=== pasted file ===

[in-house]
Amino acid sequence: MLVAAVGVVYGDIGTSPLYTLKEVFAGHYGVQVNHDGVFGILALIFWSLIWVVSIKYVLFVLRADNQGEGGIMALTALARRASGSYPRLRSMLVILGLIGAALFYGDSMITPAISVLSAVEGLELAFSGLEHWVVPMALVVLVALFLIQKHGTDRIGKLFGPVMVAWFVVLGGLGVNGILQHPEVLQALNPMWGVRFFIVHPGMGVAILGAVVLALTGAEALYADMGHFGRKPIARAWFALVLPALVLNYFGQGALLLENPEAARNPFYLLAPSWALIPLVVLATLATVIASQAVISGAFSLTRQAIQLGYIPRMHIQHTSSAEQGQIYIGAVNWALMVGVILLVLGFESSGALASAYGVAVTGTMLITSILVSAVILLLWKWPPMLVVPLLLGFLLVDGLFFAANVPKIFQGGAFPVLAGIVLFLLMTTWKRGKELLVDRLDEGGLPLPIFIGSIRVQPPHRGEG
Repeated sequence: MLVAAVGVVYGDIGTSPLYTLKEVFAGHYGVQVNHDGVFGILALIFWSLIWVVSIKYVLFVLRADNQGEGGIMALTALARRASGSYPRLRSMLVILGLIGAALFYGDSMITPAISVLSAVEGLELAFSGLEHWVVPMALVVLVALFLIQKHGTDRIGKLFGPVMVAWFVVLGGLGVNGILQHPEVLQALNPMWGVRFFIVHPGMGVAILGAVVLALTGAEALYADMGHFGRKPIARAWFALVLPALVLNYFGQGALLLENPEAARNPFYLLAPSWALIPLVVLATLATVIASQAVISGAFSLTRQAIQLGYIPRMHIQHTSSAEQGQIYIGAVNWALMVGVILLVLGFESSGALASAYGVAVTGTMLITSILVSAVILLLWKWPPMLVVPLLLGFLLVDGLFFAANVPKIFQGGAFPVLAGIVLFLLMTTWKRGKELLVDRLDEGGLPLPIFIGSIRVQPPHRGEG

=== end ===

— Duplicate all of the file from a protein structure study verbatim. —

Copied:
[in-house]
Amino acid sequence: MLVAAVGVVYGDIGTSPLYTLKEVFAGHYGVQVNHDGVFGILALIFWSLIWVVSIKYVLFVLRADNQGEGGIMALTALARRASGSYPRLRSMLVILGLIGAALFYGDSMITPAISVLSAVEGLELAFSGLEHWVVPMALVVLVALFLIQKHGTDRIGKLFGPVMVAWFVVLGGLGVNGILQHPEVLQALNPMWGVRFFIVHPGMGVAILGAVVLALTGAEALYADMGHFGRKPIARAWFALVLPALVLNYFGQGALLLENPEAARNPFYLLAPSWALIPLVVLATLATVIASQAVISGAFSLTRQAIQLGYIPRMHIQHTSSAEQGQIYIGAVNWALMVGVILLVLGFESSGALASAYGVAVTGTMLITSILVSAVILLLWKWPPMLVVPLLLGFLLVDGLFFAANVPKIFQGGAFPVLAGIVLFLLMTTWKRGKELLVDRLDEGGLPLPIFIGSIRVQPPHRGEG
Repeated sequence: MLVAAVGVVYGDIGTSPLYTLKEVFAGHYGVQVNHDGVFGILALIFWSLIWVVSIKYVLFVLRADNQGEGGIMALTALARRASGSYPRLRSMLVILGLIGAALFYGDSMITPAISVLSAVEGLELAFSGLEHWVVPMALVVLVALFLIQKHGTDRIGKLFGPVMVAWFVVLGGLGVNGILQHPEVLQALNPMWGVRFFIVHPGMGVAILGAVVLALTGAEALYADMGHFGRKPIARAWFALVLPALVLNYFGQGALLLENPEAARNPFYLLAPSWALIPLVVLATLATVIASQAVISGAFSLTRQAIQLGYIPRMHIQHTSSAEQGQIYIGAVNWALMVGVILLVLGFESSGALASAYGVAVTGTMLITSILVSAVILLLWKWPPMLVVPLLLGFLLVDGLFFAANVPKIFQGGAFPVLAGIVLFLLMTTWKRGKELLVDRLDEGGLPLPIFIGSIRVQPPHRGEG